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07.10.20 Specification of pancreas islet alpha- and beta-cells in the mouse

last modified Oct 07, 2020 10:26 AM
Using lineage tracing and applying quantitative analyses, Ben Simons and colleagues show how alpha- and beta-cells of the pancreas islet are generated from progenitors during mouse development
07.10.20 Specification of pancreas islet alpha- and beta-cells in the mouse

A genetic reporter used to identify cell lineages in mouse pancreatic islet

Tracing the cellular basis of islet specification in mouse pancreas

Sznurkowska MK et al. (2020) Nat Commun 11, 5037.

DOI: 10.1038/s41467-020-18837-3

 

Abstract from the paper

Pancreatic islets play an essential role in regulating blood glucose level. Although the molecular pathways underlying islet cell differentiation are beginning to be resolved, the cellular basis of islet morphogenesis and fate allocation remain unclear.

By combining unbiased and targeted lineage tracing, we address the events leading to islet formation in the mouse. From the statistical analysis of clones induced at multiple embryonic timepoints, we show that, during the secondary transition, islet formation involves the aggregation of multiple equipotent endocrine progenitors that transition from a phase of stochastic amplification by cell division into a phase of sublineage restriction and limited islet fission.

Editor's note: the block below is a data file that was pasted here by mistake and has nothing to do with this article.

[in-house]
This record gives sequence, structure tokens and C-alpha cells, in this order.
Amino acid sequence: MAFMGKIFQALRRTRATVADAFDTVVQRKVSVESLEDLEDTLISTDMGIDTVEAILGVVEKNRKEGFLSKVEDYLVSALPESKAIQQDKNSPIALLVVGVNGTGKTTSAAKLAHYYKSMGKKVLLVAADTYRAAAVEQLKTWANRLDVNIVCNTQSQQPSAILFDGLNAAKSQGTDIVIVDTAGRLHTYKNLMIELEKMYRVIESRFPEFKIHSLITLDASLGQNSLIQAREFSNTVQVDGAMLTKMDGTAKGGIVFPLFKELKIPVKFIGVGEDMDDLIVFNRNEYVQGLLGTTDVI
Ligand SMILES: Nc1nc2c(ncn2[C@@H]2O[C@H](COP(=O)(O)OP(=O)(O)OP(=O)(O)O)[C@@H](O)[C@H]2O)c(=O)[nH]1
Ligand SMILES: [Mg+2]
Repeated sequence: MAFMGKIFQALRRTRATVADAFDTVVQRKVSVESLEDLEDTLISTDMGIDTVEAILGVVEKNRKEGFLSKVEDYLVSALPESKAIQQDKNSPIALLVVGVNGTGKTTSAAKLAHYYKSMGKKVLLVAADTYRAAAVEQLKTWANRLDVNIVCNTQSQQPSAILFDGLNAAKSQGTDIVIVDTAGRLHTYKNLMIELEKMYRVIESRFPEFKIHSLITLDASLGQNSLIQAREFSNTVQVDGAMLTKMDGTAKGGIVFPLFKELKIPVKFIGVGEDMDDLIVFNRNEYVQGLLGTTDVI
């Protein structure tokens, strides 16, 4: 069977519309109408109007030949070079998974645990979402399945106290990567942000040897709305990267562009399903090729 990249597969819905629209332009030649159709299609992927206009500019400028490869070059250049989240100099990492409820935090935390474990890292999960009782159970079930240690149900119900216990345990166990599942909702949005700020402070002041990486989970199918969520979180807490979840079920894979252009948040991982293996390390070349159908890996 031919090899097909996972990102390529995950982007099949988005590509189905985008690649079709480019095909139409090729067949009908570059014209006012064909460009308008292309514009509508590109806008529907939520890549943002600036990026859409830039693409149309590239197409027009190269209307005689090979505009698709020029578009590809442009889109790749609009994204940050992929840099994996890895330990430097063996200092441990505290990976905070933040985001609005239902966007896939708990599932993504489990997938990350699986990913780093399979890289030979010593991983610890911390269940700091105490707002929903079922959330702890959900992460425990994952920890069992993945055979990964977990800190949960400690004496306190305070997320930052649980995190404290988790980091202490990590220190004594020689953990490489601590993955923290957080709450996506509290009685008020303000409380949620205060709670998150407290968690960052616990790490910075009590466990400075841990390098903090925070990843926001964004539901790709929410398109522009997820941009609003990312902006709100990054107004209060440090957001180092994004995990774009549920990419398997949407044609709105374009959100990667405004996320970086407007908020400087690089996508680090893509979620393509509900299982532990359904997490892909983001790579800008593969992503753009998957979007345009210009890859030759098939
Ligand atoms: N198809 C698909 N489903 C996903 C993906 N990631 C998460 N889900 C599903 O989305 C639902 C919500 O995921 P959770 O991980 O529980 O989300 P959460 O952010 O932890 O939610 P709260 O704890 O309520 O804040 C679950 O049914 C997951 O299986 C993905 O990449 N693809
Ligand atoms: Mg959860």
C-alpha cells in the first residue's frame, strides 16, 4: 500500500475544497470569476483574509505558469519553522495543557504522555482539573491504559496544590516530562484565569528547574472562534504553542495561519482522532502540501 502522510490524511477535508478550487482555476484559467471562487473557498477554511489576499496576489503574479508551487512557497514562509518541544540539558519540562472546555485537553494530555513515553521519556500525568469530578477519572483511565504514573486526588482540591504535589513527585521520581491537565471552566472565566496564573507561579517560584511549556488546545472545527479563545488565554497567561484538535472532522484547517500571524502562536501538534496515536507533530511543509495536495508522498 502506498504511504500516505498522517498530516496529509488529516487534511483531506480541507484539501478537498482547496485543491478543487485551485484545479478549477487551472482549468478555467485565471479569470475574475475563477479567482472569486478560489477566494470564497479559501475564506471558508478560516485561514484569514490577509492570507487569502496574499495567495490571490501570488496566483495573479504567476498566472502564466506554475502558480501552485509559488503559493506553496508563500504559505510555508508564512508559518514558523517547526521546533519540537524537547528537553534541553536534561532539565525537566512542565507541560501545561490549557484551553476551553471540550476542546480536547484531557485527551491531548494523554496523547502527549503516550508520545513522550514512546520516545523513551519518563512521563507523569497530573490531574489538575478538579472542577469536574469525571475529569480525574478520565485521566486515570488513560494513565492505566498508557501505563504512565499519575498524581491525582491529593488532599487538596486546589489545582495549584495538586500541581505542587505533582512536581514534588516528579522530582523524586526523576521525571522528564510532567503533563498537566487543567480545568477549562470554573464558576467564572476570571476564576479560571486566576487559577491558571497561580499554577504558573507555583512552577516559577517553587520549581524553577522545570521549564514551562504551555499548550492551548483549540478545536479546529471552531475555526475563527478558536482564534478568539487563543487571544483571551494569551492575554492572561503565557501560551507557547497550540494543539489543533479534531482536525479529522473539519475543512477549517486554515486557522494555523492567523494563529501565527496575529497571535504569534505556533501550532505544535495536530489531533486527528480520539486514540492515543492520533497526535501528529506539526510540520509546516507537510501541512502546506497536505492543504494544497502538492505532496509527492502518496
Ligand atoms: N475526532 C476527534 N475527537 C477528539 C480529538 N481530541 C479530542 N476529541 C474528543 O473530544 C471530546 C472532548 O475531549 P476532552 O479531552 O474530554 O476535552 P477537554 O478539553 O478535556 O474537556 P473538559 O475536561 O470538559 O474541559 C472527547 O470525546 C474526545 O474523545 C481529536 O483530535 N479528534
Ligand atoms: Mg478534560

Together, these results explain quantitatively the heterogeneous size distribution and degree of polyclonality of maturing islets, as well as dispersion of progenitors within and between islets.

Further, our results show that, during the secondary transition, alpha- and beta-cells are generated in a contemporary manner. Together, these findings uncover the cellular basis of islet development.

 

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Read more about research in the Simons lab

Watch Ben Simons describe his work in this short YouTube video

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The Gurdon Institute reopened on Monday 15th June. Many staff will continue to work from home, and all staff may be contacted by email.

Studying development to understand disease

The Gurdon Institute is funded by Wellcome and Cancer Research UK to study the biology of development, and how normal growth and maintenance go wrong in cancer and other diseases.

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